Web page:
Playing by the rules of reform further requires employer-sponsored plans be “affordable” and cover at least 60% of employees’ annual healthcare costs while ensuring employee costs for premiums do not exceed 9.5% of their pre-tax household income.  This affordability requirement does not extend to coverage offered to an employee’s dependents, who, as a result, may face additional expenses should an employer choose to pass along a portion of increased premium costs to them.

 

Employers opting to pay the Employer Shared Responsibility assessment may do so if at least one of their FTE employees qualifies for a tax credit from the government to purchase individual coverage through a public exchange.

When deliberating whether they will play or pay, employers should review a range of cost calculations and considerations to determine the pros and cons of providing their workers with medical care coverage.  For example, businesses may deduct on their corporate returns the costs they spend to provide employee health benefits.  Conversely, employers that opt to pay the shared responsibility assessment may not deduct that payment from their corporate taxes.

 

Getting Started

 

In order to properly prepare for and implement strategies to comply with the provisions of healthcare reform, businesses should first become familiar with the law’s related deadlines.  They must set aside the time to fully understand and prepare for the consequences that compliance may have on the financial and administrative aspects of their organizations.  To do so, they may require the assistance of outside professionals, such as insurance brokers, lawyers and accountants, who not only understand all of the complexities associated with compliance but can also provide guidance that is tailored to meet a business’s specific needs and desires.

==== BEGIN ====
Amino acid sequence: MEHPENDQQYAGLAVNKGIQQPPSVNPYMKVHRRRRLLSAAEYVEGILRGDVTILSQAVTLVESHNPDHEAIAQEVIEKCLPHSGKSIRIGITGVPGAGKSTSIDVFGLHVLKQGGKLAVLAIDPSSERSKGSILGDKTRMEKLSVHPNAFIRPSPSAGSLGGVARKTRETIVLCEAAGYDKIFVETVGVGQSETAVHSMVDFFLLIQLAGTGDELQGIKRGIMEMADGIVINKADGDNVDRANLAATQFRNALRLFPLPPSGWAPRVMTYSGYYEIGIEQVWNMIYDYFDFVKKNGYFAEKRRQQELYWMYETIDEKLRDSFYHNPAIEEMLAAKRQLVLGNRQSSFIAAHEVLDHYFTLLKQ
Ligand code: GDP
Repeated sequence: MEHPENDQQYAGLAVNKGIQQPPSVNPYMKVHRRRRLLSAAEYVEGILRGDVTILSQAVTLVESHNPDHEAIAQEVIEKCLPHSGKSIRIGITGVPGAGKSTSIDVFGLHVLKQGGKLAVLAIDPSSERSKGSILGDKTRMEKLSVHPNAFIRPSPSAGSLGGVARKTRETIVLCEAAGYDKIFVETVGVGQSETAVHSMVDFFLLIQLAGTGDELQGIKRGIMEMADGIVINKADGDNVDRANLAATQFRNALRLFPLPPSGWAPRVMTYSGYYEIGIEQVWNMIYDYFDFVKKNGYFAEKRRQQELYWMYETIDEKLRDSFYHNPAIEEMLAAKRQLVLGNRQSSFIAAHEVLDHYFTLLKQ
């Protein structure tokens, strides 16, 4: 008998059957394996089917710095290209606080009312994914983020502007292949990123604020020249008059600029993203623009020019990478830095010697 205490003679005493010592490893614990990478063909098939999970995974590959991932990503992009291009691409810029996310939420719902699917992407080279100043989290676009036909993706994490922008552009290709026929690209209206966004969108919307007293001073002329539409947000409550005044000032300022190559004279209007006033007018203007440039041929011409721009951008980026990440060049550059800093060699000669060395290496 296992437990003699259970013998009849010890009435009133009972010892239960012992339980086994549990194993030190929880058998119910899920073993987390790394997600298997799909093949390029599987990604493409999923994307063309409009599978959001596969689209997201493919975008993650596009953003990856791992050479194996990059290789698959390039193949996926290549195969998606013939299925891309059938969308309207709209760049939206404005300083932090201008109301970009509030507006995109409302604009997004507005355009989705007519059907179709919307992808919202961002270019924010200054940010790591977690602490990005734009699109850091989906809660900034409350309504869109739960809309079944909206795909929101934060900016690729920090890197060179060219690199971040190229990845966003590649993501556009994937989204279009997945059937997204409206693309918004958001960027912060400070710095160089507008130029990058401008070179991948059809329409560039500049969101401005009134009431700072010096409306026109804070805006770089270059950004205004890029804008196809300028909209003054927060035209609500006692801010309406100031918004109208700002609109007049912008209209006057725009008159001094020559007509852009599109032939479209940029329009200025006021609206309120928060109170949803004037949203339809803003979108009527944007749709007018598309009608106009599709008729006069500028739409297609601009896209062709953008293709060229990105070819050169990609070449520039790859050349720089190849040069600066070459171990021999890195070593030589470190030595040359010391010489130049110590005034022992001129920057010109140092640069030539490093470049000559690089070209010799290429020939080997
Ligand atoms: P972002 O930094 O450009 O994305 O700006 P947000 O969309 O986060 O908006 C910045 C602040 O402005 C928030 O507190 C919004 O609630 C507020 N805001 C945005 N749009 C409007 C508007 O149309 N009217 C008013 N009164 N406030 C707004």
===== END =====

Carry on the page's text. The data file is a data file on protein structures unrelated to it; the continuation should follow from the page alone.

Healthcare reform is a reality.  No longer can employers sit back and take a wait-and-see position.  Astute business executives have already started the planning process, weighed the various options available to them and decided how best to proceed.  While the true costs and challenges of reform may not be known for some time, the one certainty is that both employers and employees alike will need to take appropriate actions to adapt to the changes that lie ahead.  

 

 

 

About the Authors

Whitney Schiffer is an associate audit director and leader of the Healthcare Services Practice and Adam Cohen is an associate tax director with Berkowitz Pollack Brant. For more information, call (305) 379-7000 or e-mail wschiffer@bpbcpa.com or acohen@bpbcpa.com.

 

 

About Berkowitz Pollack Brant Advisors and Accountants

For nearly 30 years, the professionals of Berkowitz Pollack Brant have solved problems, provided knowledge and helped clients build their companies. The firm and its affiliates Provenance Wealth Advisors and BayBridge Real Estate Group have offices in Miami, Ft. Lauderdale and Boca Raton, Florida.